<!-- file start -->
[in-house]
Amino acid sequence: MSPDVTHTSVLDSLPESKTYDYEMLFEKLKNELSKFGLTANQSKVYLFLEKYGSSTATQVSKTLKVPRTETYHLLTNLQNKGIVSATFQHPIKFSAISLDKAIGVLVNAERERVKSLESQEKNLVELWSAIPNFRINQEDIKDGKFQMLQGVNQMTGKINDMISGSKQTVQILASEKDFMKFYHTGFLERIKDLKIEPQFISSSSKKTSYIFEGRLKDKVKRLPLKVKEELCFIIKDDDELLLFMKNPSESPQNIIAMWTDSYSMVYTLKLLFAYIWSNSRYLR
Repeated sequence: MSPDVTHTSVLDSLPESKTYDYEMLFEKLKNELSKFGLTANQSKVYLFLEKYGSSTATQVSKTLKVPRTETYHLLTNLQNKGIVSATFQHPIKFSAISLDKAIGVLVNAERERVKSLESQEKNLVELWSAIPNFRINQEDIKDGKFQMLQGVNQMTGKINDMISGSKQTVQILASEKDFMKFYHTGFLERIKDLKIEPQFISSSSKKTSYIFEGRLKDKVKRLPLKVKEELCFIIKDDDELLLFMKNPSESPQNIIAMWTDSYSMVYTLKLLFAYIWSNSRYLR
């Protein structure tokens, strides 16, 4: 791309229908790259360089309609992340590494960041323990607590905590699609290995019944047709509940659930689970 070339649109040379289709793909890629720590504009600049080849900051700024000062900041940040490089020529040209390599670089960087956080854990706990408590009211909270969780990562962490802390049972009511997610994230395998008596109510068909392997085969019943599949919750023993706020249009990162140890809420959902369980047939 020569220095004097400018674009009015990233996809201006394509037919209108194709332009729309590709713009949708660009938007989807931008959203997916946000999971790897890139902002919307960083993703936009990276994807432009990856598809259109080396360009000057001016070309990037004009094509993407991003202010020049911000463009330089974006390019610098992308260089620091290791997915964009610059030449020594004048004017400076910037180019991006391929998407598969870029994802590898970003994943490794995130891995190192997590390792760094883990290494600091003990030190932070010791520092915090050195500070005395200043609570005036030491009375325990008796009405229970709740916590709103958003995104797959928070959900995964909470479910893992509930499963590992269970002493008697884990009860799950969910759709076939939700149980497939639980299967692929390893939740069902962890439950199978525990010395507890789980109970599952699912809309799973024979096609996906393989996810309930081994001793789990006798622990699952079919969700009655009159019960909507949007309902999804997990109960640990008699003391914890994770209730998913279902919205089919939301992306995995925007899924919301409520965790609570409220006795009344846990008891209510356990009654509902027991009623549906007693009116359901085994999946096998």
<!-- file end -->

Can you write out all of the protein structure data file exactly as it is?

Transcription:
[in-house]
Amino acid sequence: MSPDVTHTSVLDSLPESKTYDYEMLFEKLKNELSKFGLTANQSKVYLFLEKYGSSTATQVSKTLKVPRTETYHLLTNLQNKGIVSATFQHPIKFSAISLDKAIGVLVNAERERVKSLESQEKNLVELWSAIPNFRINQEDIKDGKFQMLQGVNQMTGKINDMISGSKQTVQILASEKDFMKFYHTGFLERIKDLKIEPQFISSSSKKTSYIFEGRLKDKVKRLPLKVKEELCFIIKDDDELLLFMKNPSESPQNIIAMWTDSYSMVYTLKLLFAYIWSNSRYLR
Repeated sequence: MSPDVTHTSVLDSLPESKTYDYEMLFEKLKNELSKFGLTANQSKVYLFLEKYGSSTATQVSKTLKVPRTETYHLLTNLQNKGIVSATFQHPIKFSAISLDKAIGVLVNAERERVKSLESQEKNLVELWSAIPNFRINQEDIKDGKFQMLQGVNQMTGKINDMISGSKQTVQILASEKDFMKFYHTGFLERIKDLKIEPQFISSSSKKTSYIFEGRLKDKVKRLPLKVKEELCFIIKDDDELLLFMKNPSESPQNIIAMWTDSYSMVYTLKLLFAYIWSNSRYLR
């Protein structure tokens, strides 16, 4: 791309229908790259360089309609992340590494960041323990607590905590699609290995019944047709509940659930689970 070339649109040379289709793909890629720590504009600049080849900051700024000062900041940040490089020529040209390599670089960087956080854990706990408590009211909270969780990562962490802390049972009511997610994230395998008596109510068909392997085969019943599949919750023993706020249009990162140890809420959902369980047939 020569220095004097400018674009009015990233996809201006394509037919209108194709332009729309590709713009949708660009938007989807931008959203997916946000999971790897890139902002919307960083993703936009990276994807432009990856598809259109080396360009000057001016070309990037004009094509993407991003202010020049911000463009330089974006390019610098992308260089620091290791997915964009610059030449020594004048004017400076910037180019991006391929998407598969870029994802590898970003994943490794995130891995190192997590390792760094883990290494600091003990030190932070010791520092915090050195500070005395200043609570005036030491009375325990008796009405229970709740916590709103958003995104797959928070959900995964909470479910893992509930499963590992269970002493008697884990009860799950969910759709076939939700149980497939639980299967692929390893939740069902962890439950199978525990010395507890789980109970599952699912809309799973024979096609996906393989996810309930081994001793789990006798622990699952079919969700009655009159019960909507949007309902999804997990109960640990008699003391914890994770209730998913279902919205089919939301992306995995925007899924919301409520965790609570409220006795009344846990008891209510356990009654509902027991009623549906007693009116359901085994999946096998």